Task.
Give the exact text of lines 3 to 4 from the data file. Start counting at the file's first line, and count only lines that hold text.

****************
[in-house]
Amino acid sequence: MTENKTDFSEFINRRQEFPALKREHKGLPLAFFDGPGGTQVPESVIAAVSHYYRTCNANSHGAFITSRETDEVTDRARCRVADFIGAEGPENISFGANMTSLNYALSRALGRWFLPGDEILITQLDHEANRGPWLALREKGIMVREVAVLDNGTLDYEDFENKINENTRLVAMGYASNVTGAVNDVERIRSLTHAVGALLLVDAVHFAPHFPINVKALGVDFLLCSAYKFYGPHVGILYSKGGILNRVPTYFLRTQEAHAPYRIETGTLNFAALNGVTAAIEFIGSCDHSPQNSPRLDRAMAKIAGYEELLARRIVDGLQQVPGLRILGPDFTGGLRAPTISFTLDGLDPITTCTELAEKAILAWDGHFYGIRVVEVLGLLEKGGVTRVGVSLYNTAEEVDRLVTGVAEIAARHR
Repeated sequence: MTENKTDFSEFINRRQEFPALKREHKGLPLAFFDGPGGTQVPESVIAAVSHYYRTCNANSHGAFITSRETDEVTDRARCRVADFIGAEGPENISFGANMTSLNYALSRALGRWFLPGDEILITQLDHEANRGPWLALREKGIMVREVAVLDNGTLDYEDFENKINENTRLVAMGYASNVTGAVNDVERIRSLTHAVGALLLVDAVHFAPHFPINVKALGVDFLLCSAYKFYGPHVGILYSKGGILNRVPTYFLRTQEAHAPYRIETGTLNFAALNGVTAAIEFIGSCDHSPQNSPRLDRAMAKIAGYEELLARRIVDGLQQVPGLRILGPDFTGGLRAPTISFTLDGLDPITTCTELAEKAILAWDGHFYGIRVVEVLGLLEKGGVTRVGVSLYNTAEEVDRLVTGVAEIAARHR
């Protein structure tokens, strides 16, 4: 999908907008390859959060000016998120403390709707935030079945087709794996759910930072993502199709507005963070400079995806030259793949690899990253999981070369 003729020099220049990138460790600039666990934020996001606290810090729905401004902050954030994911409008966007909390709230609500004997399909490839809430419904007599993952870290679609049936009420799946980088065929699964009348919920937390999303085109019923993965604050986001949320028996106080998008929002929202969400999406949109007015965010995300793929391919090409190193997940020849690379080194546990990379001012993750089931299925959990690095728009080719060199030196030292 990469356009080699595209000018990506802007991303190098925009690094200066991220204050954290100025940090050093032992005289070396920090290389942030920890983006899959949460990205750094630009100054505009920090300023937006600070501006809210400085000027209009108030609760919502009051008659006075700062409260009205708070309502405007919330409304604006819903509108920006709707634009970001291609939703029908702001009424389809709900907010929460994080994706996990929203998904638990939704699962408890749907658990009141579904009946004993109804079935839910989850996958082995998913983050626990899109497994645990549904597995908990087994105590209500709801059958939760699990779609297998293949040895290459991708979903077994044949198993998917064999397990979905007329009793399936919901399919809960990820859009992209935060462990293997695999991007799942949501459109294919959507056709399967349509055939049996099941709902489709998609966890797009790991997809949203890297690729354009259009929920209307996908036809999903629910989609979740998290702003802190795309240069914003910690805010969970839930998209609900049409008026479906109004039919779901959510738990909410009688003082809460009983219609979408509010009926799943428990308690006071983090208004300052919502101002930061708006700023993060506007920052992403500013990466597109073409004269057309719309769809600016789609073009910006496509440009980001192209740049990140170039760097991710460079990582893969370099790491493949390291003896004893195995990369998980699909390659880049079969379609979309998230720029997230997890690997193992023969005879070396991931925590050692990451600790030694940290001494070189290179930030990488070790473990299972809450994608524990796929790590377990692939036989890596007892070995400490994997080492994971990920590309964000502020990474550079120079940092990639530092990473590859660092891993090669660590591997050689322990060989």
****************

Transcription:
Repeated sequence: MTENKTDFSEFINRRQEFPALKREHKGLPLAFFDGPGGTQVPESVIAAVSHYYRTCNANSHGAFITSRETDEVTDRARCRVADFIGAEGPENISFGANMTSLNYALSRALGRWFLPGDEILITQLDHEANRGPWLALREKGIMVREVAVLDNGTLDYEDFENKINENTRLVAMGYASNVTGAVNDVERIRSLTHAVGALLLVDAVHFAPHFPINVKALGVDFLLCSAYKFYGPHVGILYSKGGILNRVPTYFLRTQEAHAPYRIETGTLNFAALNGVTAAIEFIGSCDHSPQNSPRLDRAMAKIAGYEELLARRIVDGLQQVPGLRILGPDFTGGLRAPTISFTLDGLDPITTCTELAEKAILAWDGHFYGIRVVEVLGLLEKGGVTRVGVSLYNTAEEVDRLVTGVAEIAARHR
């Protein structure tokens, strides 16, 4: 999908907008390859959060000016998120403390709707935030079945087709794996759910930072993502199709507005963070400079995806030259793949690899990253999981070369 003729020099220049990138460790600039666990934020996001606290810090729905401004902050954030994911409008966007909390709230609500004997399909490839809430419904007599993952870290679609049936009420799946980088065929699964009348919920937390999303085109019923993965604050986001949320028996106080998008929002929202969400999406949109007015965010995300793929391919090409190193997940020849690379080194546990990379001012993750089931299925959990690095728009080719060199030196030292 990469356009080699595209000018990506802007991303190098925009690094200066991220204050954290100025940090050093032992005289070396920090290389942030920890983006899959949460990205750094630009100054505009920090300023937006600070501006809210400085000027209009108030609760919502009051008659006075700062409260009205708070309502405007919330409304604006819903509108920006709707634009970001291609939703029908702001009424389809709900907010929460994080994706996990929203998904638990939704699962408890749907658990009141579904009946004993109804079935839910989850996958082995998913983050626990899109497994645990549904597995908990087994105590209500709801059958939760699990779609297998293949040895290459991708979903077994044949198993998917064999397990979905007329009793399936919901399919809960990820859009992209935060462990293997695999991007799942949501459109294919959507056709399967349509055939049996099941709902489709998609966890797009790991997809949203890297690729354009259009929920209307996908036809999903629910989609979740998290702003802190795309240069914003910690805010969970839930998209609900049409008026479906109004039919779901959510738990909410009688003082809460009983219609979408509010009926799943428990308690006071983090208004300052919502101002930061708006700023993060506007920052992403500013990466597109073409004269057309719309769809600016789609073009910006496509440009980001192209740049990140170039760097991710460079990582893969370099790491493949390291003896004893195995990369998980699909390659880049079969379609979309998230720029997230997890690997193992023969005879070396991931925590050692990451600790030694940290001494070189290179930030990488070790473990299972809450994608524990796929790590377990692939036989890596007892070995400490994997080492994971990920590309964000502020990474550079120079940092990639530092990473590859660092891993090669660590591997050689322990060989």